Fiber provides a wide range of health benefits when it comes to your skin. First, fiber controls the amount of fat that is absorbed through your gut, which helps reduce oil production in your skin. Fiber-rich foods also carry omega-3 and omega-6 fatty acids, both of which carry potent anti-inflammatory properties. Lastly, fiber has shown to restore balance to the gut microbiome and hormonal levels in your body. Recent studies have shown that the gut microbiome and hormonal levels play significant roles in regulating acne breakouts.
Some examples of fiber-rich foods to check-out at the grocery store include fruits (such as pears, strawberries, and apples), beats, broccoli, brussel sprouts, peas, and the list goes on.
Probiotics are casually referred to as good bacteria. There are some studies showing that probiotics help decrease IGF-1 levels and inflammation, although the studies are not conclusive. Dairy products like yogurt, kefir, and cheese have probiotics infused in them during the fermentation process. However, keep in mind that dairy products are not healthy for acne. There are a lot of other great sources of probiotics, including sauerkraut, tempeh, kimchi, miso, kombucha, and many more.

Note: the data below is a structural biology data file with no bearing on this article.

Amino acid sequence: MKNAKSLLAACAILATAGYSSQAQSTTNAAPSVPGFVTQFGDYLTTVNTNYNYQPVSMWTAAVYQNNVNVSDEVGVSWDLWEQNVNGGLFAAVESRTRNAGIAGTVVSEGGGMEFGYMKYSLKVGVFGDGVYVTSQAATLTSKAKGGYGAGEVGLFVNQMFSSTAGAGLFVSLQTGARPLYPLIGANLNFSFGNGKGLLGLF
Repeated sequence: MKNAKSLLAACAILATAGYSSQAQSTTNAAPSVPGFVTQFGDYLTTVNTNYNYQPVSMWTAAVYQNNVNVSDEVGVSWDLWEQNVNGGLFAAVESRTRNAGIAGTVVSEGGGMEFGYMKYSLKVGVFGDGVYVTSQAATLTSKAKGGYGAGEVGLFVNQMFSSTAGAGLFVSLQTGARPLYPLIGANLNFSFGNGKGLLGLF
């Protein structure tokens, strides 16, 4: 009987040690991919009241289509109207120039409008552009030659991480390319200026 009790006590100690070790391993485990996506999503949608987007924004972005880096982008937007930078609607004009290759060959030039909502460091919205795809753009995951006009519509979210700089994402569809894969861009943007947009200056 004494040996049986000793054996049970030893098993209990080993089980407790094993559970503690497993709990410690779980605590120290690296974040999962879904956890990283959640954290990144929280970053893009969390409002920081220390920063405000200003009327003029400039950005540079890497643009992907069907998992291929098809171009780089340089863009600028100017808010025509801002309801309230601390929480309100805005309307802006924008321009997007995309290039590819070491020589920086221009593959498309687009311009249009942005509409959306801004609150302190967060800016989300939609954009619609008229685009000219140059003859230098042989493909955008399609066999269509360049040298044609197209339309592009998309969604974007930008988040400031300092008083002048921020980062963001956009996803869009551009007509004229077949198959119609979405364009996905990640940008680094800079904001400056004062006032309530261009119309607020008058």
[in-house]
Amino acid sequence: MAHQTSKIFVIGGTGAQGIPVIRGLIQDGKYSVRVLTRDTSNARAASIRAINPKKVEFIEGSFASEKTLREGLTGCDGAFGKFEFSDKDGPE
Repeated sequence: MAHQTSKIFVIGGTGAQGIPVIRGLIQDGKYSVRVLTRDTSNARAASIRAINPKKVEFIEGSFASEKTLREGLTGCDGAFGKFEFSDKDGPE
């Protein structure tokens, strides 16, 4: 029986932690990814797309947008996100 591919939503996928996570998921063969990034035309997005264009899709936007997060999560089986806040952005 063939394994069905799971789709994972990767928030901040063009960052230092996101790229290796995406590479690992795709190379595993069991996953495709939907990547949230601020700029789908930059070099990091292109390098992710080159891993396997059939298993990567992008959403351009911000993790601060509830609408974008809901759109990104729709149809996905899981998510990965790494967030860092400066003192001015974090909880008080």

Do I need supplements? If so, what supplements should I take?
Supplements are very important for helping you meet your vitamin and mineral needs that otherwise would not be fulfilled through normal meals alone. When it comes to acne, there are numerous supplements that can help mitigate bacterial infection and inflammation.
Turmeric is an age-old spice that exhibits strong antimicrobial and anti-inflammatory properties. These properties are derived from curcumin, the active ingredient in turmeric. Turmeric has been shown to combat diseases, such as arthritis, heart diseases, cancer, digestive disorders, and various other systemic disorders.